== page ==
Phuket is the largest island in
The entire population of
The vast majority of these sightseers from abroad head for Patong.
It is therefore unsurprising that Patong happens to be my current place of residence.
Rooftops of Patong
It was now mid-morning, and while Nick was confidently strolling across the buzzing, cracked, concrete roads, seemingly unaware of the surging tide of traffic which came to a screeching halt to allow him to pass, I was gasping from the humidity and squealing with terror, darting from pavement to pavement, wavering uncertainly and attempting to spot a gap in the masses of motorbikes, tuk tuk taxi-vans, lorries, and, to a lesser extent, cars, which constantly rumbled past.
During my taxi ride the night before, I had dutifully noted my driver using the left side of the motorway, and his right-handed motor. I had nodded with approval. They were doing it the proper way, I thought pompously.
I was deceived. Here, road laws are non-existent. Drivers seem to use whichever side of the road they want, drive at whatever speed they want, and generally drive however and whatever the hell they want.
Stray dogs roam the streets of Patong - this is as close as I willing to get.
It was insanity. I spotted two sets of traffic lights that day, one of which was simply flashing red, so everyone ignored it. Another functioning traffic light was overlooked just as thoroughly, if not more so. Cars are rarely seen, being an unnecessarily expensive (and needlessly safer) form of transport. Instead, most people were zipping about on infernal scooter-motorbike-things, often with two passengers, who apparently are not required by law to wear helmets; vans were parked in the middle of roads; tuk tuks swerved around cars, determined to deliver their passengers at break-neck speed (literally) and lorries boomed down lanes daring anybody to overtake them. Faded Zebra Crossings seemed to serve no purpose whatsoever. Vehicles mowed past, no matter the road-markings. Speed cameras?! I laugh hysterically at the very thought.
If there is one word which best describes Patong, it is overwhelming.
Resembling the ultimate tourist with my stripy shirt, pale legs, oversized sunglasses and trusty slash-proof bum-bag, as we walked around Patong, the blend of smells sounds and sights is unlike anything I have ever experienced before. Spicy aromas seeped from hundreds of restaurants, the pungent stench of fish and scents of lamb and chicken steaks roasting on spits permeated the air, emanating from market stalls, and the acrid odour of filth rose from the sewers. People clamoured and swarmed and jostled in the streets and roads; beautiful and elderly Thai women; nasal Australian tourists; loud Americans; old Thai men, young Thai men: some minded their own business, others sat and seemed to be doing nothing at all, while natives most screamed at Nick and I to take notice of their offers: throngs of men proffered taxi rides (“Sir, sir, you need taxi? I give you taxi!”), woman in white robes whined their proposals of a Thai massage (“Herroo sir, welcome, Thai massaaage?”), and middle-aged gentleman insisted upon their possession of Hugo Boss suits which they would quite happily sell to me for a discount price. (“Make it Armani and we have a deal”, I spat irritably at one, after growing disillusioned with my polite Thai declinations.) Nick would just ignore them, something I am beginning to grow accustomed to, with my frequent pangs of guilt growing fainter by the hour. Colours clashed everywhere; in signs, gaudy decorations and neon signs. Everywhere, Western culture collided violently with Asian: Burger Kings, Starbucks and KFC sat on every corner, while street vendors set up their stalls outside.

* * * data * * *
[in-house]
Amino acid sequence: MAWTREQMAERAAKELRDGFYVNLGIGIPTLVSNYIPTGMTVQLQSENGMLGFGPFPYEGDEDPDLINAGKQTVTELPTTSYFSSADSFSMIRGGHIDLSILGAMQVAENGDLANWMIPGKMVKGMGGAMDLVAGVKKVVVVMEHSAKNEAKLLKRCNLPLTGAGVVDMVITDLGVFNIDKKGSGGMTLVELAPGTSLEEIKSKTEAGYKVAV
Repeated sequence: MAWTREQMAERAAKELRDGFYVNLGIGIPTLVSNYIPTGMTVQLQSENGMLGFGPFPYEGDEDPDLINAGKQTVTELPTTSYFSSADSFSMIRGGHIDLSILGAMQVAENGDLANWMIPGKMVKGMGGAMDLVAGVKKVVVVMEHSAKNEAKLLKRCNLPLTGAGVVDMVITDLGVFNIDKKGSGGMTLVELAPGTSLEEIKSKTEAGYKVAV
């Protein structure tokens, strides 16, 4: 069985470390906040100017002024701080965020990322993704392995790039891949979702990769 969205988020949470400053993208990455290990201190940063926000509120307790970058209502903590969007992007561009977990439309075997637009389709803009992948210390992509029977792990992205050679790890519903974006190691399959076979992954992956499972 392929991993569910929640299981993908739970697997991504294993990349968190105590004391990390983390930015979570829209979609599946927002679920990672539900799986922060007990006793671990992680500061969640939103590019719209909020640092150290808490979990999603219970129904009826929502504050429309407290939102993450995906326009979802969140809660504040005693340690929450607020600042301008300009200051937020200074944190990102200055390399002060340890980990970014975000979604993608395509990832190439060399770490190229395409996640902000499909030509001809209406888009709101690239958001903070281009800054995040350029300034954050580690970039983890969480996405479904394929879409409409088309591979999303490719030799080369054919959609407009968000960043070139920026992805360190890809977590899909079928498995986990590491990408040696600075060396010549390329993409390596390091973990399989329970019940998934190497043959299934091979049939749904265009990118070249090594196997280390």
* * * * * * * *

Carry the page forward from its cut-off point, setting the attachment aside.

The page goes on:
The Ultimate Tourist
It was a world so far removed from the one I am used to.
Thankfully, due to our visit during the low season, Nick and I were not quite as besieged by traders as we could have been. Nevertheless, the sheer volume of people was overwhelming.
Forget organised chaos. It was simply pure chaos. And it was wonderful.
After a quick Thai curry lunch in the local shopping mall, where all of my table manners were blown to smithereens after collapsing and relenting to eat with a fork and a spoon, Nick led the way to Sunrise Divers, who would be my scuba tutors for the rest of the week.
Oddly, petrol is sold by the bottle
The evening was certainly a first. Meeting some fellow Sunrise Divers members: Rory, an outrageous Scotsman and Jean, a slick dude from
Drinks in a bar followed, and were just as memorable. Sadly in
Nick sighed and expressed his distaste for the situation while I busied myself with wiping the stream from my glasses.
Dubbing it an unforgettable day, and a day worthy of a blog entry, would be a slight understatement.